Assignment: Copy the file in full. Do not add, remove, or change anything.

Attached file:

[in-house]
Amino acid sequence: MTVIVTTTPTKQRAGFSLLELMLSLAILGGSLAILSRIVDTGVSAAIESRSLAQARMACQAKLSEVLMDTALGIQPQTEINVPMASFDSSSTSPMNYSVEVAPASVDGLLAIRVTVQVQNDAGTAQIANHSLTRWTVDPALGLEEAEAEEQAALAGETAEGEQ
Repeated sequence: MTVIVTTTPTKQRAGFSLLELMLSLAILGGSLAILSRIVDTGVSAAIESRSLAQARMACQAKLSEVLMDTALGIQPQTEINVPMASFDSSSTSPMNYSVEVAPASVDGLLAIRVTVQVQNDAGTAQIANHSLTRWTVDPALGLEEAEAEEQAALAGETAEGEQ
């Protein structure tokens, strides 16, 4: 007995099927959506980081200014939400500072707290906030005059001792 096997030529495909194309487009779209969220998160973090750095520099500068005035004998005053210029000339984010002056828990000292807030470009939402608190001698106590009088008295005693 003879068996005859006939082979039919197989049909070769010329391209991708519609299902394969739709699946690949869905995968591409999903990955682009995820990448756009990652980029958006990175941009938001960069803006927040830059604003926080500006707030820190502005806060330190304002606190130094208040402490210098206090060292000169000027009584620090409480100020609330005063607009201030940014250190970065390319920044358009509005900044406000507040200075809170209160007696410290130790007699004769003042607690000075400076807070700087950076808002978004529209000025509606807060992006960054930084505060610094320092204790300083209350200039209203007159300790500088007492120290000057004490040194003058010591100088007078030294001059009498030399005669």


[in-house]
Amino acid sequence: MTVIVTTTPTKQRAGFSLLELMLSLAILGGSLAILSRIVDTGVSAAIESRSLAQARMACQAKLSEVLMDTALGIQPQTEINVPMASFDSSSTSPMNYSVEVAPASVDGLLAIRVTVQVQNDAGTAQIANHSLTRWTVDPALGLEEAEAEEQAALAGETAEGEQ
Repeated sequence: MTVIVTTTPTKQRAGFSLLELMLSLAILGGSLAILSRIVDTGVSAAIESRSLAQARMACQAKLSEVLMDTALGIQPQTEINVPMASFDSSSTSPMNYSVEVAPASVDGLLAIRVTVQVQNDAGTAQIANHSLTRWTVDPALGLEEAEAEEQAALAGETAEGEQ
């Protein structure tokens, strides 16, 4: 007995099927959506980081200014939400500072707290906030005059001792 096997030529495909194309487009779209969220998160973090750095520099500068005035004998005053210029000339984010002056828990000292807030470009939402608190001698106590009088008295005693 003879068996005859006939082979039919197989049909070769010329391209991708519609299902394969739709699946690949869905995968591409999903990955682009995820990448756009990652980029958006990175941009938001960069803006927040830059604003926080500006707030820190502005806060330190304002606190130094208040402490210098206090060292000169000027009584620090409480100020609330005063607009201030940014250190970065390319920044358009509005900044406000507040200075809170209160007696410290130790007699004769003042607690000075400076807070700087950076808002978004529209000025509606807060992006960054930084505060610094320092204790300083209350200039209203007159300790500088007492120290000057004490040194003058010591100088007078030294001059009498030399005669």